Measure Percolation.

Determine the capability at which your soil absorbs liquid.

Percolation Test Guide

The percolation test is designed to determine the suitability of a site for a subsurface private sewage disposal system (i.e. septic system). More specifically, a percolation test measures the ability of the soil to absorb liquid. Septic system designers use the results of percolation tests to properly construct septic systems.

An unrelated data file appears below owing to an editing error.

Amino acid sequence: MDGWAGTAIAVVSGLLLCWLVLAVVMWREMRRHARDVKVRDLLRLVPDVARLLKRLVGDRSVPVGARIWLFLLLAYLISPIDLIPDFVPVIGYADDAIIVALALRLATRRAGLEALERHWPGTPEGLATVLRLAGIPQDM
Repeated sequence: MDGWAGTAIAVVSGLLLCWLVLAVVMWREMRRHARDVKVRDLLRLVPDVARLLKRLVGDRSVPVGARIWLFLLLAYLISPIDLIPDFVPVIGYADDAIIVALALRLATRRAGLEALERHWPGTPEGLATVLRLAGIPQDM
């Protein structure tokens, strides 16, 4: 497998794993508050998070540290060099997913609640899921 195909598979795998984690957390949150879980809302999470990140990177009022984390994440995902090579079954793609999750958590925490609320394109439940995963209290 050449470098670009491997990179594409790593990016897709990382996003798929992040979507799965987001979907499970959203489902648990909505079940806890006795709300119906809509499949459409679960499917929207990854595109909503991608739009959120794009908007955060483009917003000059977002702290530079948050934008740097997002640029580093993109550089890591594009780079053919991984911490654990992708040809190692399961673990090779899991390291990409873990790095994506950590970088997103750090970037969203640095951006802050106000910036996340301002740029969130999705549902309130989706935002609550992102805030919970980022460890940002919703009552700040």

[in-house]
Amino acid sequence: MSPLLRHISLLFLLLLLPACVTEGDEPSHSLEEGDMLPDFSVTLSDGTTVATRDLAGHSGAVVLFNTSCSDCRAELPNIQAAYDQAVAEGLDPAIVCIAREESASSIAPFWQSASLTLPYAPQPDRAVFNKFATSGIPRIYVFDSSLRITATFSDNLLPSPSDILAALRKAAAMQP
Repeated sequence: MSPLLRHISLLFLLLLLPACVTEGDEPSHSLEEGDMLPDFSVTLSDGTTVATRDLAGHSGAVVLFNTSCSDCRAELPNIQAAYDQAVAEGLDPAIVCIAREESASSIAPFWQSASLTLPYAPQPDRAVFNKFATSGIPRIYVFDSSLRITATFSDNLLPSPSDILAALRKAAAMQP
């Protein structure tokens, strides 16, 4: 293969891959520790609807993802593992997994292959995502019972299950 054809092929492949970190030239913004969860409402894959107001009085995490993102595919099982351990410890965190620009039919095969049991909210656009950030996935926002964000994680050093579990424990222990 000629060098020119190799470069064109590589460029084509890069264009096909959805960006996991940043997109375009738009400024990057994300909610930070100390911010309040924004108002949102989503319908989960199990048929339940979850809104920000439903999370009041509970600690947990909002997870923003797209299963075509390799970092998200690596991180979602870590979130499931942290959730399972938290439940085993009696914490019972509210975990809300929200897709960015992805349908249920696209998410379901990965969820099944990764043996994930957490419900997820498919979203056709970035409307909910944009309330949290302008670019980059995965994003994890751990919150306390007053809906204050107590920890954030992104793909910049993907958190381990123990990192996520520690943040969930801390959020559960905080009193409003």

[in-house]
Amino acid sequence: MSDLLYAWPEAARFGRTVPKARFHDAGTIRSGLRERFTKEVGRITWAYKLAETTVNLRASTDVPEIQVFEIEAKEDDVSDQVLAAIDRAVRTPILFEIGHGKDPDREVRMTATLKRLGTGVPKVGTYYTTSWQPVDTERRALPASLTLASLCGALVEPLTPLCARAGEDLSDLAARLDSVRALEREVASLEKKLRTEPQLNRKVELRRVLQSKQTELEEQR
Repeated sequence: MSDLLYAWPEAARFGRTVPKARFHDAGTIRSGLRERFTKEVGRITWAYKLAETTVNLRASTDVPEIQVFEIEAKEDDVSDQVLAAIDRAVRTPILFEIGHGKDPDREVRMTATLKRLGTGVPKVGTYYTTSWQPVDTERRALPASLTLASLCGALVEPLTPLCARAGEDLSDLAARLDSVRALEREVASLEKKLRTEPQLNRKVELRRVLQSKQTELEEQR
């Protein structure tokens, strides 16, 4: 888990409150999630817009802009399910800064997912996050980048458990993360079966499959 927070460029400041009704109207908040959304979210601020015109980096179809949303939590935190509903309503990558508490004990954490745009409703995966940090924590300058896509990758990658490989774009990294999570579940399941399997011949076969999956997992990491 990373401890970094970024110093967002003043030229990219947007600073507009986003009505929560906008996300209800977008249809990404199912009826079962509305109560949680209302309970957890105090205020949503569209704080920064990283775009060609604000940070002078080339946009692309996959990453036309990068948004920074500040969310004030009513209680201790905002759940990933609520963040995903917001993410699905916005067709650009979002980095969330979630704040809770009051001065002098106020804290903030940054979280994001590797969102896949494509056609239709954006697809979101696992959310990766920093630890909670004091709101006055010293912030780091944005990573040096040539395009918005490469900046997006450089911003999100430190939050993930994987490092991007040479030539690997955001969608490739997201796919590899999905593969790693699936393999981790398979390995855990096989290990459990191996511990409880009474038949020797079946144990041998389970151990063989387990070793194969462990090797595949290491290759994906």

The percolation tests are designed to simulate conditions in a septic system. The percolation test consists of a hole 6-12 inches in diameter dug in the area of the proposed septic system. The depth of this hole varies depending on the soils encountered but it is generally not greater than 24 inches. The hole is initially filled with water (presoak) in an attempt to saturate the soil, allowed to drain away and than refilled with approximately 12 inches of water. The rate at which the water drops in the hole is measured at intervals over a period of time ranging from 30-60 minutes. The uniform slowest rate of drop of the water level over a measured time interval is converted to minutes per inch and used as a basis of design in determining the septic system size. For example, if the water dropped uniformly 1\4 inch every five minutes the rate would be 20 minutes per inch. The Health Code provides a simple table that determines the size of the system based on the measured perk rate and the number of bedrooms in the home. The greater the number of bedrooms and the slower the percolation rate, the larger the system required. Commercial systems are sized using the perk rate and projected estimates of water usage in gallons per day.